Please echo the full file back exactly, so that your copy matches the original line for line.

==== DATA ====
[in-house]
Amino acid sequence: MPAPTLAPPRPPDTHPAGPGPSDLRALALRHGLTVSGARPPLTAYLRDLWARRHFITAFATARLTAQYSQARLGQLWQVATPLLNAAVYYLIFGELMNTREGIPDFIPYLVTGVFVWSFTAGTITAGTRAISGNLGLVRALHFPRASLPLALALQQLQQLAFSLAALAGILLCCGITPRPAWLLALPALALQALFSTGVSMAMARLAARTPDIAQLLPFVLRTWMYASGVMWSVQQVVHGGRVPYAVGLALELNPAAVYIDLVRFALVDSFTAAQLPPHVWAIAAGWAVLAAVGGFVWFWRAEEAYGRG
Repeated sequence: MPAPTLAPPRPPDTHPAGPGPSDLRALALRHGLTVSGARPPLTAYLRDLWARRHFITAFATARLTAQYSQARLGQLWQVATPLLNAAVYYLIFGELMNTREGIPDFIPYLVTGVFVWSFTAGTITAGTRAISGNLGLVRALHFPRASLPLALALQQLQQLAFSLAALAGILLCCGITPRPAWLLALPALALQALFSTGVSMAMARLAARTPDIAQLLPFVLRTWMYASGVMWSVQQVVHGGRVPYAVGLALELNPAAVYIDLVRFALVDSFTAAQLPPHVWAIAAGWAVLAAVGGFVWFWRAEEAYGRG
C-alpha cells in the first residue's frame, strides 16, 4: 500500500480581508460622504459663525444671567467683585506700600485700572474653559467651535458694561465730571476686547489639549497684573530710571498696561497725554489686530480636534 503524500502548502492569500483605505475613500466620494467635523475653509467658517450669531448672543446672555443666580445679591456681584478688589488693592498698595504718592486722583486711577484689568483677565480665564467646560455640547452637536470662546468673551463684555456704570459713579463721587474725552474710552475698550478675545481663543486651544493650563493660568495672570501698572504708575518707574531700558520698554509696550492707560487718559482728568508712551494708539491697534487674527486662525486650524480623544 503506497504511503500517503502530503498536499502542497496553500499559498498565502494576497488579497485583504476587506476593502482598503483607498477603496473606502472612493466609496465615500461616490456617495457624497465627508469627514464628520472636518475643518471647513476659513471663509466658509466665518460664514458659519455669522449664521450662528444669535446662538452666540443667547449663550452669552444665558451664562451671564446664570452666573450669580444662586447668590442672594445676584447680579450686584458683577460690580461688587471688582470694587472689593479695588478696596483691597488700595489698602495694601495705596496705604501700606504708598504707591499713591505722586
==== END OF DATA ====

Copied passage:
[in-house]
Amino acid sequence: MPAPTLAPPRPPDTHPAGPGPSDLRALALRHGLTVSGARPPLTAYLRDLWARRHFITAFATARLTAQYSQARLGQLWQVATPLLNAAVYYLIFGELMNTREGIPDFIPYLVTGVFVWSFTAGTITAGTRAISGNLGLVRALHFPRASLPLALALQQLQQLAFSLAALAGILLCCGITPRPAWLLALPALALQALFSTGVSMAMARLAARTPDIAQLLPFVLRTWMYASGVMWSVQQVVHGGRVPYAVGLALELNPAAVYIDLVRFALVDSFTAAQLPPHVWAIAAGWAVLAAVGGFVWFWRAEEAYGRG
Repeated sequence: MPAPTLAPPRPPDTHPAGPGPSDLRALALRHGLTVSGARPPLTAYLRDLWARRHFITAFATARLTAQYSQARLGQLWQVATPLLNAAVYYLIFGELMNTREGIPDFIPYLVTGVFVWSFTAGTITAGTRAISGNLGLVRALHFPRASLPLALALQQLQQLAFSLAALAGILLCCGITPRPAWLLALPALALQALFSTGVSMAMARLAARTPDIAQLLPFVLRTWMYASGVMWSVQQVVHGGRVPYAVGLALELNPAAVYIDLVRFALVDSFTAAQLPPHVWAIAAGWAVLAAVGGFVWFWRAEEAYGRG
C-alpha cells in the first residue's frame, strides 16, 4: 500500500480581508460622504459663525444671567467683585506700600485700572474653559467651535458694561465730571476686547489639549497684573530710571498696561497725554489686530480636534 503524500502548502492569500483605505475613500466620494467635523475653509467658517450669531448672543446672555443666580445679591456681584478688589488693592498698595504718592486722583486711577484689568483677565480665564467646560455640547452637536470662546468673551463684555456704570459713579463721587474725552474710552475698550478675545481663543486651544493650563493660568495672570501698572504708575518707574531700558520698554509696550492707560487718559482728568508712551494708539491697534487674527486662525486650524480623544 503506497504511503500517503502530503498536499502542497496553500499559498498565502494576497488579497485583504476587506476593502482598503483607498477603496473606502472612493466609496465615500461616490456617495457624497465627508469627514464628520472636518475643518471647513476659513471663509466658509466665518460664514458659519455669522449664521450662528444669535446662538452666540443667547449663550452669552444665558451664562451671564446664570452666573450669580444662586447668590442672594445676584447680579450686584458683577460690580461688587471688582470694587472689593479695588478696596483691597488700595489698602495694601495705596496705604501700606504708598504707591499713591505722586